Posts Tagged ‘HTML5’

We are pleased to present below all posts tagged with ‘HTML5’.

Laying The Groundwork For Extensibility

The Web has succeeded at interoperability and scale in a way that no other technology has before or since. Still, the Web remains far from “state of the art”, and it is being increasingly threatened by walled gardens. The Web platform often lags competitors in delivering new system and device capabilities to developers.

Laying The Groundwork For Extensibility

Worse, it often hobbles new capabilities behind either high- or low-level APIs, forcing painful choices (and workarounds) on developers. Despite browser versions being released much faster, new capabilities still take a long time to materialize, and often do so in forms that are at best frustrating and at worst nearly useless to large swathes of the developer community for solving real-world needs.

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Hidden Productivity Secrets With Alfred

Good developers are always looking for ways to be faster and to automate their workflows. Today, we present a series of workflows in Alfred that will boost your productivity and rock your world.

Hidden Productivity Secrets With Alfred

For those who don’t know, Alfred is an award-winning Mac OS X app that saves time when you search for files online or on your machine. The new version 2 brings a series of improvements and, with the Powerpack, enables you to create your own workflows.

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Best Of Both Worlds: Mixing HTML5 And Native Code

Much has been written recently in the ongoing debate between native and HTML5 applications. There are three principal ways to develop a mobile solution: native code, hybrid mobile app, mobile Web app. Developing an application in HTML5 is a way to leverage code across multiple platforms, rather than having to write the entire application from scratch for each platform.

Best Of Both Worlds: Mixing HTML5 And Native Code

As such, much of the user interface, perhaps the entire interface, would be done in HTML. “Hybrid application” is a term often given to applications that are developed largely in HTML5 for the user interface and that rely on native code to access device-specific features that are not readily available to Web applications.

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Structural SemanticsThe Importance Of HTML5 Sectioning Elements

Whatever you call them — blocks, boxes, areas, regions — we’ve been dividing our Web pages into visible sections for well over a decade. The problem is, we’ve never had the right tools to do so. While our interfaces look all the world like grids, the underlying structure has been cobbled together from numbered headings and unsemantic helper elements; an unbridled stream of content at odds with its own box-like appearance.

The Importance Of Sections

Because we can make our <div>s look but not behave like sections, the experience for assistive technology (AT) users and data-mining software is quite different from the experience enjoyed by those gifted with sight.

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TutorialHow To Design A Mobile Game With HTML5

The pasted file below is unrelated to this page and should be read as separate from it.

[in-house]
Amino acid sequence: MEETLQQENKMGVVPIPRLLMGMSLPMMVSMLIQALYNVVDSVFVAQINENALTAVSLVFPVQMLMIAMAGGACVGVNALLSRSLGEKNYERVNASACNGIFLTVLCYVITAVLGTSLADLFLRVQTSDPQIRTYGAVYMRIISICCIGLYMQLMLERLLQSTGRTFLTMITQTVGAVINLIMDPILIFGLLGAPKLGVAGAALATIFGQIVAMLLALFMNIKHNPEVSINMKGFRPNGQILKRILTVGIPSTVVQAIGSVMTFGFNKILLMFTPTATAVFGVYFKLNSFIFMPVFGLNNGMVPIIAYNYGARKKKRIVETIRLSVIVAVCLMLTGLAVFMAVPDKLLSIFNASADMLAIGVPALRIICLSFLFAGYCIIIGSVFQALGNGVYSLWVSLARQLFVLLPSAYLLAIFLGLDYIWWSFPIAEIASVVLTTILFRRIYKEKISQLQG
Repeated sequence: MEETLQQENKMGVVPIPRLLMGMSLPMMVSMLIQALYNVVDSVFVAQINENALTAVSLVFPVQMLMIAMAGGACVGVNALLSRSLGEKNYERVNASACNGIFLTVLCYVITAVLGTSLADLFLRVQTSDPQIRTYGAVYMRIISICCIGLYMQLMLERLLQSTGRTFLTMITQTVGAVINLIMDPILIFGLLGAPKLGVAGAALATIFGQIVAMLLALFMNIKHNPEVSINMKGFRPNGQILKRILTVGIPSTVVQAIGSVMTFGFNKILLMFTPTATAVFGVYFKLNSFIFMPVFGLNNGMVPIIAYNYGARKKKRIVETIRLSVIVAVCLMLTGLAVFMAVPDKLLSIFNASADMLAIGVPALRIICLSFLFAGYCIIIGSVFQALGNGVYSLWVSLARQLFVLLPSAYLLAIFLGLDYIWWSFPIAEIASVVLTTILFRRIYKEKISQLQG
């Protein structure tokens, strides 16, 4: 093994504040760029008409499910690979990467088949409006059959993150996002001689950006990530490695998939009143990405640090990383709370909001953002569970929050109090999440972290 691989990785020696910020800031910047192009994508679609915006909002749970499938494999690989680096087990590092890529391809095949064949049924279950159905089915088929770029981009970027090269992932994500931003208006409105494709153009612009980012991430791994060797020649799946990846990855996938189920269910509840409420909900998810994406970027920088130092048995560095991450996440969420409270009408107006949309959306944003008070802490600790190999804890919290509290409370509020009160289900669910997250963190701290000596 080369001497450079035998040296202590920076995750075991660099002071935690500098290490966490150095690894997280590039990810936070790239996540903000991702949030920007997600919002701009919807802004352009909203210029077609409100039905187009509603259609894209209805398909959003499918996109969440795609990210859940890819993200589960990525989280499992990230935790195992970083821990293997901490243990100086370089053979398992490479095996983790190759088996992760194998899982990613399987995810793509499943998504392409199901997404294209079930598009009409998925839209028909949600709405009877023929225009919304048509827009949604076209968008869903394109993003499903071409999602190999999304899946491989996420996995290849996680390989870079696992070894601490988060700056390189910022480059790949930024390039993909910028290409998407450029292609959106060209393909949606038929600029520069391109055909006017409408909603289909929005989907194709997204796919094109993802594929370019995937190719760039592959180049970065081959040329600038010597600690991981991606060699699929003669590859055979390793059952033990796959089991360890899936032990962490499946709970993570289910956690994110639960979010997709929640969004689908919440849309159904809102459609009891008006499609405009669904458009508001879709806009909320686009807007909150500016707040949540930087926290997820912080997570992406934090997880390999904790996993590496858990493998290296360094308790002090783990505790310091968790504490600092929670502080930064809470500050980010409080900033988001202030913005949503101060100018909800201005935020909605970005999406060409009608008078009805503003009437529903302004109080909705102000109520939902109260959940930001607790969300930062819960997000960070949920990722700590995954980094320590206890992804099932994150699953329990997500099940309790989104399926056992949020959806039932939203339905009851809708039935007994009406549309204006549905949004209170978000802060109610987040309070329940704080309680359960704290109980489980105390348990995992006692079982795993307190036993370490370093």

Care to make a cross-platform mobile game with HTML5? No need to dabble in Java or Objective-C? Bypass the app stores? Sounds like an instant win! A handful of game developers are pushing the envelope of mobile HTML5 games at the moment. Check out the likes of Nutmeg and Lunch Bug for some shining examples.

The great thing about these titles is that they work equally well on both mobile and desktop using the same code. Could HTML5 finally fulfill the holy grail of “write once, run anywhere”? Now, as a Web developer you’re used to dealing with the quirks of certain browsers and degrading gracefully and dealing with fragmented platforms. So, a few technical challenges won’t put you off, right? What’s more, all of these performance and audio problems are temporary.

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How To Build A Real-Time Commenting System

The Web has become increasingly interactive over the years. This trend is set to continue with the next generation of applications driven by the real-time Web. Adding real-time functionality to an application can result in a more interactive and engaging user experience.

How To Build A Real-Time Commenting System

However, setting up and maintaining the server-side real-time components can be an unwanted distraction. But don't worry, there is a solution.

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Progressive And Responsive Navigation

Developing for the Web can be a difficult yet rewarding job. Given the number of browsers across the number of platforms, it can sometimes be a bit overwhelming. But if we start coding with a little forethought and apply the principles of progressive enhancement from the beginning and apply some responsive practices at the end, we can easily accommodate for less-capable browsers and reward those with modern browsers in both desktop and mobile environments.

Progressive And Responsive Navigation

Resetting our CSS styles is where we’ll start. Browsers have different default styles for the elements we’ll be using, so understanding this and getting all of the elements to look the same is important. In this example, since we’re using an unordered list, there will be default left padding, top and bottom margins, and a list-style.

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